Spotting Tips: Breaking Down Cosmetics Stains (Conclusion)

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(Photo: ©iStockphoto/deeaf)

Martin L. Young Jr. |

Too close to paint to ignore, makeup requires POG remover

CONCORD, N.C. — Makeup on garments was and is a problem for the garment care professional. We all know cosmetics accentuate the face and help skin to attain that desired glow. We also realize it takes time and effort to look our best. But the makers of beauty products give little thought to what happens when those same products accidentally, but invariably, find their way onto people’s clothing.

From the standpoint of the cleaner/spotter, cosmetics should be viewed as a blend of a carrier and some form of pigment. In the case of lipstick, that carrier is a wax-type substance. Mascara is an oily liquid, and a base is a combination of both pigment and liquid. I strongly recommend that cosmetic stains be pre-spotted on the dry side before being exposed to the immersion cleaning system.

Lipstick, lip liner and lip gloss contain pigment. The risk of your actions causing that pigment to set should always be taken into consideration. Break down the carrier on the dry side, knowing that as the carrier is flushed, it will carry away a majority of the pigment. It is still a good mindset to approach these particular cosmetics as colored wax.

Apply a good POG remover over the solid portion of the spotting board and then tamp the stain to drive the bristles into it, penetrating the surface and carrying the POG into the stain. When the POG alone no longer achieves results, you can add a few drops of amyl acetate to act as a co-solvent in further breaking down the stain. When the POG is no longer effective on the stain, proceed with your solvent immersion processing. Any remaining pigment can be removed by using spot bleaching at the board or for larger areas, and an immersion bleach bath.

I usually start with sodium perborate, then move on to titanium sulfate for blue dyes and ink, and sodium hydrosulfite for red dyes and berry stains. Chlorine bleach has its place, but it is never my first choice when bleaching, and it is never used on protein fibers.

Mascara, eye liner and eye shadow are found in the darker shades of brown and black. I have adopted the habit of treating eye liner and mascara as an insoluble stain. Place the stain over the solid portion of the spotting board and tamp lightly with a slop spotter or general pre-spotter. Apply an oily type paint remover to lubricate and break down the stain. Tamp lightly until the stain is floating on the pre-spotting solution. Dry-clean to flush the stain from the garment.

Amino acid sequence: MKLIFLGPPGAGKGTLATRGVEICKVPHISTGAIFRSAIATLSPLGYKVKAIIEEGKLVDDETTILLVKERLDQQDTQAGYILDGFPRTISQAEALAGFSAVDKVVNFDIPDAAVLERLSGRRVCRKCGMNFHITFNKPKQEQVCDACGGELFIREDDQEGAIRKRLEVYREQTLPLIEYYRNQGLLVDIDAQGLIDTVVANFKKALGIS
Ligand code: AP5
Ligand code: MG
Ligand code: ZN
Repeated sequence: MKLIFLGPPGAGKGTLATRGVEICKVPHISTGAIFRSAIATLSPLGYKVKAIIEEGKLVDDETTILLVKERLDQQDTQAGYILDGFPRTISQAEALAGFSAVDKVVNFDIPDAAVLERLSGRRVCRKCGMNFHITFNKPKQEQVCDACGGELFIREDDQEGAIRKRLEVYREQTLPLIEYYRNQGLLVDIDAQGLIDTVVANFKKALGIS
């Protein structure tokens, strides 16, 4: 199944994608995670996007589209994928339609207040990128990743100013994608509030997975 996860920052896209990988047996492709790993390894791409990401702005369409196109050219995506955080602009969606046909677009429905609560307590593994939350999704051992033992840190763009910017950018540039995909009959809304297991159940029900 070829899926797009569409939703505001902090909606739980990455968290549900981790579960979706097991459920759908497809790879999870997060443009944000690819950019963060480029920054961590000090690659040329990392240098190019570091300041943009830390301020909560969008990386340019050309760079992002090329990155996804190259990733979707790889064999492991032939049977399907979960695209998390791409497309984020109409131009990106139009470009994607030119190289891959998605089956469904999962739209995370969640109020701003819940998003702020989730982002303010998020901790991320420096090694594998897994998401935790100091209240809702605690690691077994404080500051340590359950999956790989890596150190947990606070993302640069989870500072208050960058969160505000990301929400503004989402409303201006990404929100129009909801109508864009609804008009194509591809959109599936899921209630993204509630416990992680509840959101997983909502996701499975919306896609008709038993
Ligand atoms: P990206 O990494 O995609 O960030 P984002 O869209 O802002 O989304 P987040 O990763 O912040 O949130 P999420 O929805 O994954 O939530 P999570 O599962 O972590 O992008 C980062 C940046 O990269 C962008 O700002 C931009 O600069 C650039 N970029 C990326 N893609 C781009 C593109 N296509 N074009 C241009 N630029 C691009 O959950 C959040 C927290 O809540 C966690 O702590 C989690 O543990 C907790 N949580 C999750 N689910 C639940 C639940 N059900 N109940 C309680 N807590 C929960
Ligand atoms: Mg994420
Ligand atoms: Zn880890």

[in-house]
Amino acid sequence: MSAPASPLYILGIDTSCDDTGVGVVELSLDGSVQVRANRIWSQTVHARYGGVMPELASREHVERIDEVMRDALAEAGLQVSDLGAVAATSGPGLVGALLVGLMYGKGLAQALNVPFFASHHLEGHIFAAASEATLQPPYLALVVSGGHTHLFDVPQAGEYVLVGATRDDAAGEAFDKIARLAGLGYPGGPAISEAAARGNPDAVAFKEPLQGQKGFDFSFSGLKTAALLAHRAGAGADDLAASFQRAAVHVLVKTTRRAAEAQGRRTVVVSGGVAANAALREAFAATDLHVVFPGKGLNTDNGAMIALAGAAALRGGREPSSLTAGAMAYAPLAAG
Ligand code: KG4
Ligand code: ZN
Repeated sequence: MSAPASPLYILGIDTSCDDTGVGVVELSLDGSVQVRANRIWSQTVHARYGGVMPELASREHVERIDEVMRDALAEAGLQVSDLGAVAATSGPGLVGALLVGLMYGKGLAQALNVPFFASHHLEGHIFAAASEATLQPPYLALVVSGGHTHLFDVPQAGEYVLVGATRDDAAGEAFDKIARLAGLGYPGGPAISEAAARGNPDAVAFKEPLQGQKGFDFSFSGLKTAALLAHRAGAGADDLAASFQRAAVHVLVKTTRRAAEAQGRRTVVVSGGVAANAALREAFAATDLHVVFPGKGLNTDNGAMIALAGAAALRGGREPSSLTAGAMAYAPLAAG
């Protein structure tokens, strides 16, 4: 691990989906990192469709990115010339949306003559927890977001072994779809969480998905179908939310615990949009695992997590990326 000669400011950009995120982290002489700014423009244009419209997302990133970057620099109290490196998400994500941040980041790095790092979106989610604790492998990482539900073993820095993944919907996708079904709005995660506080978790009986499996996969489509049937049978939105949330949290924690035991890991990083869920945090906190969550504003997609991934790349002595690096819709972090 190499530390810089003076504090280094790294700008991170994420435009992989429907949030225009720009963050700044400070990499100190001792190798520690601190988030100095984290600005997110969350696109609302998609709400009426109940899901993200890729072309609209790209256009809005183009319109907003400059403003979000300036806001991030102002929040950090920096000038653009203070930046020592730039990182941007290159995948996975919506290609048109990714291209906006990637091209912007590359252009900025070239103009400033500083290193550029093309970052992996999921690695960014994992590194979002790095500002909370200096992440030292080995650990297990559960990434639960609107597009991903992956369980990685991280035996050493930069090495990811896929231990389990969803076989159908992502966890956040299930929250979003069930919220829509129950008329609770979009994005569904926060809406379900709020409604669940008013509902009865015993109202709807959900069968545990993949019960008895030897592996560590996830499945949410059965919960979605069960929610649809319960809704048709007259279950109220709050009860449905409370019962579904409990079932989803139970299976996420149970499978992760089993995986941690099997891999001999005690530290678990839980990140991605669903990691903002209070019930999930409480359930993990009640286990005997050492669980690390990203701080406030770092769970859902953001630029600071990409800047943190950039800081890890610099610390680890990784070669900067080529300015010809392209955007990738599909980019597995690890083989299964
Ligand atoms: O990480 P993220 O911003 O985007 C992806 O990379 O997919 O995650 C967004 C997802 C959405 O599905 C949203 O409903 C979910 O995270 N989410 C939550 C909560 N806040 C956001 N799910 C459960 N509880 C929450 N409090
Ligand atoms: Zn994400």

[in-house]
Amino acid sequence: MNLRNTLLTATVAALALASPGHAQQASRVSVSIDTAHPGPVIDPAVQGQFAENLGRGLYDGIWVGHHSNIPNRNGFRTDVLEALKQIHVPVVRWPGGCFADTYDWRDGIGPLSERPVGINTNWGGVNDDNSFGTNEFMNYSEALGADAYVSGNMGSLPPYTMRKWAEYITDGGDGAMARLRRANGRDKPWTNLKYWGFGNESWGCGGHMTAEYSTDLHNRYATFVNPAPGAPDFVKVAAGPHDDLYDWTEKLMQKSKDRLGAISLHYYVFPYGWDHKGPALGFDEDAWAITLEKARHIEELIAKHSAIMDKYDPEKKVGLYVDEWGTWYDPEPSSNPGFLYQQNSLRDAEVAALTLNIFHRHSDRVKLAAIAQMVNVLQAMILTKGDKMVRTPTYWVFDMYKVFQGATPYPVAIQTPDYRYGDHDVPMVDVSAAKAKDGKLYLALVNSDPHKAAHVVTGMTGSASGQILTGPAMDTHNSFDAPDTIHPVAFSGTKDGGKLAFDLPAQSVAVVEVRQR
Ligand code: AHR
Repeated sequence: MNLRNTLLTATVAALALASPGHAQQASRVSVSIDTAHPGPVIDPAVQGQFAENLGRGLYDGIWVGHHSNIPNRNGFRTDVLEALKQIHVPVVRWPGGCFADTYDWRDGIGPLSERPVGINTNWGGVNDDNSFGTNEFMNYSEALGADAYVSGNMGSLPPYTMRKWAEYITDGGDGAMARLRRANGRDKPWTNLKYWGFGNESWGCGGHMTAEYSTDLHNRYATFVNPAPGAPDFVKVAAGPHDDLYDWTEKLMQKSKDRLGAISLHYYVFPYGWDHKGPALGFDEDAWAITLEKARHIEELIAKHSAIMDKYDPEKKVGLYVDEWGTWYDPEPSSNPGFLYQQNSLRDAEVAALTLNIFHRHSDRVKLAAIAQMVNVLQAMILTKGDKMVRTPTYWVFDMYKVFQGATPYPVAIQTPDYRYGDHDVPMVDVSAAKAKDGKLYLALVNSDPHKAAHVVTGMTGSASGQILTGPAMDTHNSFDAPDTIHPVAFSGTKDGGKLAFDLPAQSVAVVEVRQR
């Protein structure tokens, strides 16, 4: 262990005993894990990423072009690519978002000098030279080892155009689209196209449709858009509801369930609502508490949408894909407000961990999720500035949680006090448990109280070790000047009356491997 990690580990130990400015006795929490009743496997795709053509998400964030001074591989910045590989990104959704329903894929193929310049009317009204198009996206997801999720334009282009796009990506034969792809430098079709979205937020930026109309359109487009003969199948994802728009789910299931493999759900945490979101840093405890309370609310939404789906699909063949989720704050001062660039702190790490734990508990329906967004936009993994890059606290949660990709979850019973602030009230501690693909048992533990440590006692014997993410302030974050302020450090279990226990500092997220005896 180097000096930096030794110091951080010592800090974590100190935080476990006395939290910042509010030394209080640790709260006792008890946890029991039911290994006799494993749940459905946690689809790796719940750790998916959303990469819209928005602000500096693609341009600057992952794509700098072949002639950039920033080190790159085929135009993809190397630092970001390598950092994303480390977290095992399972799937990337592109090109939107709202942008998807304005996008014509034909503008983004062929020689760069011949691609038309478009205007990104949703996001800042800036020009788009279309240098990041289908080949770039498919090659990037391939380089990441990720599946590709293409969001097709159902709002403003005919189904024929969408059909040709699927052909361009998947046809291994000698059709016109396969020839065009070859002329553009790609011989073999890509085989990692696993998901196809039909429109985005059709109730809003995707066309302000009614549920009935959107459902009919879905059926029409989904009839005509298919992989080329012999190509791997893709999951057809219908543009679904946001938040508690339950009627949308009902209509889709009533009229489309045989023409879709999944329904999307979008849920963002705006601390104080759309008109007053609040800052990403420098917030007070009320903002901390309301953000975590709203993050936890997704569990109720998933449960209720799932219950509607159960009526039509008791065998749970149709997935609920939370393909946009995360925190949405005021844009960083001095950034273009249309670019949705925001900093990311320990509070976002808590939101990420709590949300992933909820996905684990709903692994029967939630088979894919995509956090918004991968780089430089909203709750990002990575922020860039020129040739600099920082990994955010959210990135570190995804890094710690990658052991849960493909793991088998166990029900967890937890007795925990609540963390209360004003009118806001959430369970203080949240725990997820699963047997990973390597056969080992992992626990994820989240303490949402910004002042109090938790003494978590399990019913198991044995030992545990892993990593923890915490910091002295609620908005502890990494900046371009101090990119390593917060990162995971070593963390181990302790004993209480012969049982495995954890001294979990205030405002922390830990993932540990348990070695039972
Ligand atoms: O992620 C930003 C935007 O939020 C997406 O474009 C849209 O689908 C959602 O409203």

The toughest of the cosmetics stains is the base that is applied before the other makeup. It is formulated to even skin tone and contains both lotion and pigment. The lotion contributes to penetration, while the pigment contributes color. The initial action is to work the stain much like lipstick, using a general pre-spotter and a good POG. But since the lotion has carried the stain deeper into the fabric, tamping time and effort should be increased. White blouses will often require soaking in a bleach bath of sodium hydrosulfite to complete a superior restoration.

Cosmetics are far too close to paint to ignore the similarities. If you do a good job on those stains found on dresses and blouses, more suits and shirts are sure to follow. Raising the ticket total goes a long way toward making your business a success.

To read Part One, click HERE.

About the author

Martin L. Young Jr.

Industry Consultant and Trainer

Martin L. Young Jr. has been an industry consultant and trainer for 20 years, and a member of various stakeholder groups on environmental issues. He is a past president of the North Carolina Association of Launderers & Cleaners (NCALC). He grew up in his parents’ plant in Concord, N.C., Young Cleaners, which he operates to this day. Contact him by phone at 704-786-3011, or via e-mail at mayoung@vnet.net.

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